All Ohioans Should Be Able to Vote Early
The campaigns of President Barack Obama and Mitt Romney are engaged in a fierce battle in Ohio, knowing full well that it is one of the critical battleground states that could determine who wins in November.
This battle is being waged on television, radio, on the ground, and now in the courts after the Obama campaign sued the state, hoping it will open early voting for all residents of the state and not just members of the military.
The Republican-led Ohio legislature first kicked off their voter suppression efforts last year when they passed an onerous bill that they said was about voter protection. It was such a fraud that more than 300,000 Ohio residents signed a petition to have the measure placed on the statewide ballot this November.
Clearly not wanting to be embarrassed by the electorate, the Ohio legislature revoked everything in the bill, except the provision allowing only members of the military to vote three days before the election.
For years, Ohio residents were able to vote the Saturday, Sunday and Monday before the election. But for some reason, the GOP-controlled legislature felt that wasn't a good idea and decided to end the practice.
Now why in the world would anyone choose to restrict residents from voting? Doesn't it make sense to find more ways for Americans to vote? In 2008, nearly 100,000 Ohio residents voted during this period. Anyone with a brain would call that a success.
Some critics say the ban was limited to specifically targeting Black churches, preventing them from voting en masse on the weekend before the election. The Ohio GOP understands that such voters are overwhelmingly going to cast ballots for President Obama, so why not shave off a few thousand votes in what is expected to be a very close election?
As a result, the Obama campaign sued Ohio, saying all residents should be able to vote early, and not just those in the military.
The Romney camp has chastised Obama, saying he doesn't want military members to vote early.
The length to which the GOP has gone nationwide to suppress turnout in November is shameful.
Last week, testimony ended in a lawsuit in Pennsylvania over their voter suppression law. The state's case was so pathetic that the Pennsylvania secretary of state, who is charged with overseeing voting, admitted on the stand that she didn't even read the bill. The state also admitted they had no evidence of voter fraud in Pennsylvania, even though that was the reason they cited for passing the law.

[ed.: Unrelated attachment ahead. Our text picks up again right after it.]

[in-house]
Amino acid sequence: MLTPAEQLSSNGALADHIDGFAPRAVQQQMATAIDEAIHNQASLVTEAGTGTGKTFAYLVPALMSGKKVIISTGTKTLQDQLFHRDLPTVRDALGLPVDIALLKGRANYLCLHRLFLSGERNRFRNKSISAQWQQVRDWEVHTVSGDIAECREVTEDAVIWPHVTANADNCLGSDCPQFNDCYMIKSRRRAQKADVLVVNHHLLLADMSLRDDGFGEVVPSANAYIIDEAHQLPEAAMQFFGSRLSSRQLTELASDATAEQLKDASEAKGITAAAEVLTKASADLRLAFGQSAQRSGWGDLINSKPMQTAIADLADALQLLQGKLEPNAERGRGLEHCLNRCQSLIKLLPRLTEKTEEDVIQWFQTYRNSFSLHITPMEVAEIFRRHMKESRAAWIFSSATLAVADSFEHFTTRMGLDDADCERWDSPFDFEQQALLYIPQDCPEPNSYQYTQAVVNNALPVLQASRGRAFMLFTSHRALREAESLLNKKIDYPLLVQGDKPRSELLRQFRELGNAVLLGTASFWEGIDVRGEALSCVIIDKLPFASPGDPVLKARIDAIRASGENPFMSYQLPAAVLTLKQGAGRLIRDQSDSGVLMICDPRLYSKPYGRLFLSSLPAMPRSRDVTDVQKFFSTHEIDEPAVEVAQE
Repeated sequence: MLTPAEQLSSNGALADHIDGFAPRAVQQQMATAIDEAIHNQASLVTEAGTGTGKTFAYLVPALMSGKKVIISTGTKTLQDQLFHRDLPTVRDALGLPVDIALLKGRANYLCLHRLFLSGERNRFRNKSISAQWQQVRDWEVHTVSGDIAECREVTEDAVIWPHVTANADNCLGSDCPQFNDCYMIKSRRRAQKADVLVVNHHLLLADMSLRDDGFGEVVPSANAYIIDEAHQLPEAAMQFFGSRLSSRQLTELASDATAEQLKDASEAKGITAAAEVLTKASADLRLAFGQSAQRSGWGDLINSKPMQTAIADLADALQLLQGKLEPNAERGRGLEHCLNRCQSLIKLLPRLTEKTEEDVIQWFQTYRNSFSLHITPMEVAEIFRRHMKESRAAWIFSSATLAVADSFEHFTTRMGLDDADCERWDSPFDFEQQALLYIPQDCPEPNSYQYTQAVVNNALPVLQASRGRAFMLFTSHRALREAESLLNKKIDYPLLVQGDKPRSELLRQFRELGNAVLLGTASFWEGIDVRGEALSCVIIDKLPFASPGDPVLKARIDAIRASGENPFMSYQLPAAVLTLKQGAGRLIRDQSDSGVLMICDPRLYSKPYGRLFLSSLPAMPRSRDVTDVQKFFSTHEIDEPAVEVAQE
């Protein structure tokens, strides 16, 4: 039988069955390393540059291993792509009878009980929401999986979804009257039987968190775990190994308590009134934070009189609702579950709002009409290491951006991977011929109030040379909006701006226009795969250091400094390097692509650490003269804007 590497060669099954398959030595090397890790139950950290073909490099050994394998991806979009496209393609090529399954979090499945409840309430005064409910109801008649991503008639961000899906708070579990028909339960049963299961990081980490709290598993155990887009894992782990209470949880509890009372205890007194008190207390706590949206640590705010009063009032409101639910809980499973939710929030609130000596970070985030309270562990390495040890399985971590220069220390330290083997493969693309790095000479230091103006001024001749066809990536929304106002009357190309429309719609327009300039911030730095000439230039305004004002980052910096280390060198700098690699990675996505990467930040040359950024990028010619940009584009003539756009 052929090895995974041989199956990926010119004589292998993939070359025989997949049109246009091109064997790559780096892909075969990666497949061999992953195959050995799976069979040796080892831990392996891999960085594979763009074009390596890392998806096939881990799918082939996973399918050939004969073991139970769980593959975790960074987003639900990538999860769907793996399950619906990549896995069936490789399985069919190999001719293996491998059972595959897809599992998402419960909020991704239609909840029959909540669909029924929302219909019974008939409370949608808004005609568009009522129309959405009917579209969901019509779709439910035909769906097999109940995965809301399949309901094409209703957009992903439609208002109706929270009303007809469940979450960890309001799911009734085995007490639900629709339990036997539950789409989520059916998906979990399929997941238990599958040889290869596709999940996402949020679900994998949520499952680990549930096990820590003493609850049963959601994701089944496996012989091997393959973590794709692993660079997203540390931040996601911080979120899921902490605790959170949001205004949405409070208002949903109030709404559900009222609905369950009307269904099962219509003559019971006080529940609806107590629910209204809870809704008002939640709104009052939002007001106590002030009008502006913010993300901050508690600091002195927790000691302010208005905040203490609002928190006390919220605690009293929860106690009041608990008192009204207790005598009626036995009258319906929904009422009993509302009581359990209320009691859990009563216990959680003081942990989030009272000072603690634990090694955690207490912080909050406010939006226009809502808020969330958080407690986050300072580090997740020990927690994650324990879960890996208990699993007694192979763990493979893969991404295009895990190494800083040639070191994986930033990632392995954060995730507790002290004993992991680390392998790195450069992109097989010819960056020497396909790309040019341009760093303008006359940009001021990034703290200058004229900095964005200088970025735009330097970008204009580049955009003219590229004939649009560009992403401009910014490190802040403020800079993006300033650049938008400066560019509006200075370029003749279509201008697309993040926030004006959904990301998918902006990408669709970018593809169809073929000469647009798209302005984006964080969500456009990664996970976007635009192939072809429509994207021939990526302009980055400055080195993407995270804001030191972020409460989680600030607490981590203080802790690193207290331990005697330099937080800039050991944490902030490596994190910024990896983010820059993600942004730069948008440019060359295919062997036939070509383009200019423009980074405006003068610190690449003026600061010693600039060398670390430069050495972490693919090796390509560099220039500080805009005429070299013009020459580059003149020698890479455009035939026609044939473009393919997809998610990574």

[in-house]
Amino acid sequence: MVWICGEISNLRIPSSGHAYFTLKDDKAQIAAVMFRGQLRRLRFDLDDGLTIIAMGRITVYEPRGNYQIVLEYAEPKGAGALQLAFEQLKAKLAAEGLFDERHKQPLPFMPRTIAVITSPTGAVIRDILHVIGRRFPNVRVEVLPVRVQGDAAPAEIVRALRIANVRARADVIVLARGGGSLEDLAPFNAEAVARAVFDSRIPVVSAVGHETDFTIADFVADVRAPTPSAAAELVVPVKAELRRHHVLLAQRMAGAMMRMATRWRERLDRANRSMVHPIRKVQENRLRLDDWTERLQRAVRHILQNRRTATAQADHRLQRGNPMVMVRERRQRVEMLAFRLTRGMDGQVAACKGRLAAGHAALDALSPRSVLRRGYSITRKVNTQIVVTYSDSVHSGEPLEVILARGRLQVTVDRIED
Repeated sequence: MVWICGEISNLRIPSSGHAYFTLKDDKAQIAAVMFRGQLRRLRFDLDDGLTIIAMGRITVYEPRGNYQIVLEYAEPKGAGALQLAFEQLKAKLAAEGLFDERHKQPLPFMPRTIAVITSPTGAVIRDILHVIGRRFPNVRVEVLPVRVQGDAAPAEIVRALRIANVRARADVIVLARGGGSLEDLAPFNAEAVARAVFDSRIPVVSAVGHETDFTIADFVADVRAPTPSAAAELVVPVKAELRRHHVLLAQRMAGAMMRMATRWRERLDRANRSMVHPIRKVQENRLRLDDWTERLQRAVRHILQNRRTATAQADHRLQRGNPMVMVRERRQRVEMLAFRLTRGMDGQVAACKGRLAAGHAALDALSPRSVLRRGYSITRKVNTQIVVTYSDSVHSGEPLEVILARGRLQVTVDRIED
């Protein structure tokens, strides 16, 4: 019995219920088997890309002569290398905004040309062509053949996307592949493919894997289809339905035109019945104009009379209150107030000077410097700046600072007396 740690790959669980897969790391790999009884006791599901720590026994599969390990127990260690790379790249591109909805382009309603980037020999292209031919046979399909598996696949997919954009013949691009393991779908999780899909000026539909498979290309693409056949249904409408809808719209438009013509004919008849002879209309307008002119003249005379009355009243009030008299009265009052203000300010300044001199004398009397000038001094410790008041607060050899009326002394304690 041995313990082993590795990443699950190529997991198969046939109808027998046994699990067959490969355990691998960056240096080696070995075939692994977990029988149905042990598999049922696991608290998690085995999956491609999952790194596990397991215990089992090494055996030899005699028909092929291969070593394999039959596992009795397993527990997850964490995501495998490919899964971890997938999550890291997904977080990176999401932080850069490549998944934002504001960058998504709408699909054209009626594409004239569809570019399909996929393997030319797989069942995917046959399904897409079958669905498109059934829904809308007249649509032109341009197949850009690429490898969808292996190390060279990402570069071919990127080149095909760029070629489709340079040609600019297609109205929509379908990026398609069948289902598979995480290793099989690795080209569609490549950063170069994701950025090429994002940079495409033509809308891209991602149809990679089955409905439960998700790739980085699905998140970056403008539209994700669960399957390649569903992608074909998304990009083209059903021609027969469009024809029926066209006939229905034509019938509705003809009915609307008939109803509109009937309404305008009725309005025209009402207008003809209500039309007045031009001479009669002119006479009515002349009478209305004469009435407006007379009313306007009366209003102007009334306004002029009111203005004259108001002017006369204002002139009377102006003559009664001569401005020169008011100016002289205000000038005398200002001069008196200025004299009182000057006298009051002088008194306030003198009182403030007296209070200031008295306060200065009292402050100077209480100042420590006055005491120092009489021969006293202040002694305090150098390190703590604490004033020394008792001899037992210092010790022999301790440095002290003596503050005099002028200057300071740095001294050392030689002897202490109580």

The Romney camp shouldn't be wasting time attacking the Obama team for wanting to return early voting before the election for all voters. In a true spirit of bipartisanship, they should petition the court to invalidate the Ohio law and let all residents of the state vote the three days before the election.
There is no comprehensible reason any conservative or Republican should support this limited law. For the last two years, I've been a vocal opponent of these voter suppression efforts, and the whole time, I've asked my conservative and Republican friends to show me one example — just one! — of their ideological buddies pushing an effort to actually expand voting rights. I'm still waiting.
Today, August 6, marks the 47th anniversary of the Voting Rights Act, a bill that should have never had to be made law had America fully recognized African Americans as true citizens. It has been a monumental success, but now that we're in the 21st century, those opposed to its tough measures want it repealed, giving them a shot to enact more shameful bills to suppress voting.
Every American, regardless of party affiliation, should call out the Ohio GOP for their pitiful effort to keep law-abiding residents from casting a ballot.
Voting is not a privilege. It's a right. And any time any elected official seeks to undermine that right, they should call the effort exactly what it is: un-American.
Roland S. Martin is an award-winning CNN analyst and author of the book "The First: President Barack Obama's Road to the White House as Originally Reported by Roland S. Martin." Please visit his website at RolandSMartin.com. To find out more about Roland S. Martin and read his past columns, visit the Creators Syndicate Web page at www.creators.com.
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